While the subplots pile with reckless abandon, Marilyn’s visions grow more intense, and during a debauched weekend with some stoner/nudist pals, the gangsters who killed her aunt show up. But the ghosts and phantoms (and maybe even the aliens) have an agenda of their own—because Marilyn is the last of a long line of witches, and Red Spirit Lake is the center of their power.

Featuring underground filmmaker Richard Kern as an evil henchman and cult icon Kembra Pfahler as a naughty but goofy spook, Red Spirit Lake has plenty of “the good stuff” fans of B-movies desire: nudity, mayhem, hallucinations, nudity, psychotic violence—including murder by fisting!—and plenty more nudity in the snow. It’s the 20th Anniversary of this wild, wild movie, and it may be another 20 years before you see something like this again. With a surprisingly haunting soundtrack by Cop Shoot Cop, Clint Ruin and Lydia Lunch, Lunachicks and others.

1996, 54 min. USA

MONDAY, JULY 1 – 7:30 PM
SUNDAY, JULY 14 – 10:00 PM
TUESDAY, JULY 30 – 7:30 PM

We Await has been described as “an urban Texas Chainsaw Massacre,” but that’s only half the story—you’ve got to add, “as if written by Terrence McKenna,” because there’s a heavy “magic mushroom” vibe to this short, but very dense and thought-provoking film.

A con man gets embroiled with a family willfully communing with a sentient transdimensional jewel whose spores are highly psychoactive green fungus—that encourages a “group mind,” as well as a taste for human flesh! The family, including a “dog” who has chosen to be one, needs a vessel for the birth of “The Wise One,” and our hapless con man is the candidate. But first he must be prepared…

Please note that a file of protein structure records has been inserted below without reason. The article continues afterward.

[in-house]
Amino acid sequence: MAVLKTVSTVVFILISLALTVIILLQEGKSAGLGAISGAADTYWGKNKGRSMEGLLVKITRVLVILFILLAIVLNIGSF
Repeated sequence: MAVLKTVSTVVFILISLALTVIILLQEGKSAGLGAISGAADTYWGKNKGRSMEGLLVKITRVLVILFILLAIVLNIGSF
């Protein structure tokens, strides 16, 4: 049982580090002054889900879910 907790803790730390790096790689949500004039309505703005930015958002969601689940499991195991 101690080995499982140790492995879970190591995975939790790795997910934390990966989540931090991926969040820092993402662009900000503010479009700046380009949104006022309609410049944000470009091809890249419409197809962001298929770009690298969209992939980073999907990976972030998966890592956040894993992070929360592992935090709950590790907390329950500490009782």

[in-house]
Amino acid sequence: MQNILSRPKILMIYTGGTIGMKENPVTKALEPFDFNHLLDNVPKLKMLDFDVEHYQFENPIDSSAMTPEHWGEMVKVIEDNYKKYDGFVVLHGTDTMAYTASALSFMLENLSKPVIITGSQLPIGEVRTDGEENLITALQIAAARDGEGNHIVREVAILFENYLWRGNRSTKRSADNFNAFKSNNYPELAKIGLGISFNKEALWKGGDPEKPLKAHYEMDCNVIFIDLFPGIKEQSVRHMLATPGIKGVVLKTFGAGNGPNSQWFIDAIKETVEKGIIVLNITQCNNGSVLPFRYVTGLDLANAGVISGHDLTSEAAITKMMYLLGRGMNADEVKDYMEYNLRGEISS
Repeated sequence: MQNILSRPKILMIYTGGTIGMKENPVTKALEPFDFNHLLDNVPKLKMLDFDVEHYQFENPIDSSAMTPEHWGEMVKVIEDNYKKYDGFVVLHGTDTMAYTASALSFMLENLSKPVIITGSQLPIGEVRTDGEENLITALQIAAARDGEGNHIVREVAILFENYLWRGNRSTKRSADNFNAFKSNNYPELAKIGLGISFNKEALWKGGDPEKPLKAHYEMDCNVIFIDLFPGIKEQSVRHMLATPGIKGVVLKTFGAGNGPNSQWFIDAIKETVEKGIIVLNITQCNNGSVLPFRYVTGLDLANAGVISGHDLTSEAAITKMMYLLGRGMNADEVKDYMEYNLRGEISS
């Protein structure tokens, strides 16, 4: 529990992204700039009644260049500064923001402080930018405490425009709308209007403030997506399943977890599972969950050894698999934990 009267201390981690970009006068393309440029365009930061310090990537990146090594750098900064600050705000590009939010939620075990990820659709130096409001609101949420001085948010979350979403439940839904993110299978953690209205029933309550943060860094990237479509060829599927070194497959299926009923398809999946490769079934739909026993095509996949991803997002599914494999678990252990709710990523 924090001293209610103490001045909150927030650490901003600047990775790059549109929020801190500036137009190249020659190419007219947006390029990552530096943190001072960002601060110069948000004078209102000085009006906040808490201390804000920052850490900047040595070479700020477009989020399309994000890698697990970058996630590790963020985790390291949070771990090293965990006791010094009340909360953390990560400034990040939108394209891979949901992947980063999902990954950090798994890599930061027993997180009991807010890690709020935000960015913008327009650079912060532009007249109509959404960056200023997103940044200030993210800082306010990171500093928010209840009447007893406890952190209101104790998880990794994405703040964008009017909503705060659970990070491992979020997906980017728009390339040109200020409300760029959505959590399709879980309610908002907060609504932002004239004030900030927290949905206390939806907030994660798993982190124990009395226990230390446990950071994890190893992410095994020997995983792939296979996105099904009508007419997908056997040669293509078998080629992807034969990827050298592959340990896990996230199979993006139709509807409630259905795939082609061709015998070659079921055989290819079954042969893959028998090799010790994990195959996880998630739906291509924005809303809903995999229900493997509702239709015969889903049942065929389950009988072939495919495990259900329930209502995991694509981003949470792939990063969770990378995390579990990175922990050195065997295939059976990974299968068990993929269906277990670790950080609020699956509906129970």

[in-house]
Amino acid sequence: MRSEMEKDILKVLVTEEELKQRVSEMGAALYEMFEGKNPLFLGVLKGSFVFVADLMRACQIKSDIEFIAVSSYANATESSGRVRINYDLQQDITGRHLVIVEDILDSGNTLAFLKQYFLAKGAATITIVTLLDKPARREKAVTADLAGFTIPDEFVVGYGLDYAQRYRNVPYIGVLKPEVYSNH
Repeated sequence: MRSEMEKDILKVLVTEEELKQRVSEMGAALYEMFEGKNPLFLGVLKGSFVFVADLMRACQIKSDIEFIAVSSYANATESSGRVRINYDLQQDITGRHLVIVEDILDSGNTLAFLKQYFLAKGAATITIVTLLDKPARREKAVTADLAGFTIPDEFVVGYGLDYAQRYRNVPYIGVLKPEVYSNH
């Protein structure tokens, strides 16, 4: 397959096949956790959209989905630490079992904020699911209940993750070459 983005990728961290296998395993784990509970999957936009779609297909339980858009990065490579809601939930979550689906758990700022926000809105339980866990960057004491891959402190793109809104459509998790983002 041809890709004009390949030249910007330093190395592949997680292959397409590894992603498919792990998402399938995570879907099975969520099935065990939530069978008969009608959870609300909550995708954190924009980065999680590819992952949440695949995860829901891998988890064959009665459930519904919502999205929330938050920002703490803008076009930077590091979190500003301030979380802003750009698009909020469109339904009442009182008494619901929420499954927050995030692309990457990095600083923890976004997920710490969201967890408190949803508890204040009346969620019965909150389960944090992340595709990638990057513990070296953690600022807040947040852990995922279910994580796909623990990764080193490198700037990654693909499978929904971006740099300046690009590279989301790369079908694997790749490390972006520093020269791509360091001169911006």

Calling We Await “beautifully edited and executed,” and Pinion’s “best, most playfully disturbing work yet,” Shock Cinema’s Pulchalski noted how “Pinion also captures a genuine sense of nightmarish, societal chaos.”

The director really has the knives out for televangelists and their disciples, showing family member Barrett (well-played by Pinion himself) getting himself all worked up into a killing frenzy while watching multiple, simultaneous TVs (a reoccurring audio-visual overload with the director), all broadcasting overwrought religious programming—before he goes out and slaughters some holy rollers by kicking their heads in.

There’s a real gnarly primordial vibe going on in We Await, as if ancient texts and mystic rites were not just being obeyed, but imprinted on the videotape, waiting to infect its viewers…

“Far darker than its predecessors,” writes Jack Sargeant, author of Deathtripping, “We Await reiterates Pinion’s fascination with mytho-poetic thematics, most clearly manifested when the family undertakes a ‘spirit drive’—a psychedelic journey in which they come face to face with a gigantic blood-smothered grimacing Jesus” (in a tribute to 1950s giant radioactive monster movie The Amazing Colossal Man).

Set in San Francisco’s Mission District but with enough bad vibes to send the City by the Bay to bottom of the sea, We Await features music by Crash Worship, Unsane, Eugene Chadbourne and many others.